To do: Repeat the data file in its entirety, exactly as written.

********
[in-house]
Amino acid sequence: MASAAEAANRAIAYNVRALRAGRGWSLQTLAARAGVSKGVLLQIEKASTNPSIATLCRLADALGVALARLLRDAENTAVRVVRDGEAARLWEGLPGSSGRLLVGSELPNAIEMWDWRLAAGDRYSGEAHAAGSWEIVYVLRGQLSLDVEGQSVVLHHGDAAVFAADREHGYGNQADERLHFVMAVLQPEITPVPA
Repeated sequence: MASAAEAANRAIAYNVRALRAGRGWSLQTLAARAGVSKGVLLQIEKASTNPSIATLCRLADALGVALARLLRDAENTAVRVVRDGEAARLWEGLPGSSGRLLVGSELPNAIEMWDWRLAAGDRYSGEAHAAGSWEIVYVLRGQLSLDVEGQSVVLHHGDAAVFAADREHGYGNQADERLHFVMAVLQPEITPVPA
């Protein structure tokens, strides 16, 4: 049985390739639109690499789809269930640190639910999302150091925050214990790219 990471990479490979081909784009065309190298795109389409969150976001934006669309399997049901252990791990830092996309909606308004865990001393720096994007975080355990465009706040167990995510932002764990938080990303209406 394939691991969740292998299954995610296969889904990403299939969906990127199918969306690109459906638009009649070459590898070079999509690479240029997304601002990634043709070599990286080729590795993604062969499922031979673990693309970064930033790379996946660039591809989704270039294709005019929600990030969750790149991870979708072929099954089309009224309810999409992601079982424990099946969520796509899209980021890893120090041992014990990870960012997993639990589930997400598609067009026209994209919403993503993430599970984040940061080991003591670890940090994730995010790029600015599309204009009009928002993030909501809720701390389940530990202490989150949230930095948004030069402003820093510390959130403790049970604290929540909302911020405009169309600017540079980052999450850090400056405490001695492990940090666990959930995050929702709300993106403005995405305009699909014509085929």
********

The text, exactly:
[in-house]
Amino acid sequence: MASAAEAANRAIAYNVRALRAGRGWSLQTLAARAGVSKGVLLQIEKASTNPSIATLCRLADALGVALARLLRDAENTAVRVVRDGEAARLWEGLPGSSGRLLVGSELPNAIEMWDWRLAAGDRYSGEAHAAGSWEIVYVLRGQLSLDVEGQSVVLHHGDAAVFAADREHGYGNQADERLHFVMAVLQPEITPVPA
Repeated sequence: MASAAEAANRAIAYNVRALRAGRGWSLQTLAARAGVSKGVLLQIEKASTNPSIATLCRLADALGVALARLLRDAENTAVRVVRDGEAARLWEGLPGSSGRLLVGSELPNAIEMWDWRLAAGDRYSGEAHAAGSWEIVYVLRGQLSLDVEGQSVVLHHGDAAVFAADREHGYGNQADERLHFVMAVLQPEITPVPA
């Protein structure tokens, strides 16, 4: 049985390739639109690499789809269930640190639910999302150091925050214990790219 990471990479490979081909784009065309190298795109389409969150976001934006669309399997049901252990791990830092996309909606308004865990001393720096994007975080355990465009706040167990995510932002764990938080990303209406 394939691991969740292998299954995610296969889904990403299939969906990127199918969306690109459906638009009649070459590898070079999509690479240029997304601002990634043709070599990286080729590795993604062969499922031979673990693309970064930033790379996946660039591809989704270039294709005019929600990030969750790149991870979708072929099954089309009224309810999409992601079982424990099946969520796509899209980021890893120090041992014990990870960012997993639990589930997400598609067009026209994209919403993503993430599970984040940061080991003591670890940090994730995010790029600015599309204009009009928002993030909501809720701390389940530990202490989150949230930095948004030069402003820093510390959130403790049970604290929540909302911020405009169309600017540079980052999450850090400056405490001695492990940090666990959930995050929702709300993106403005995405305009699909014509085929």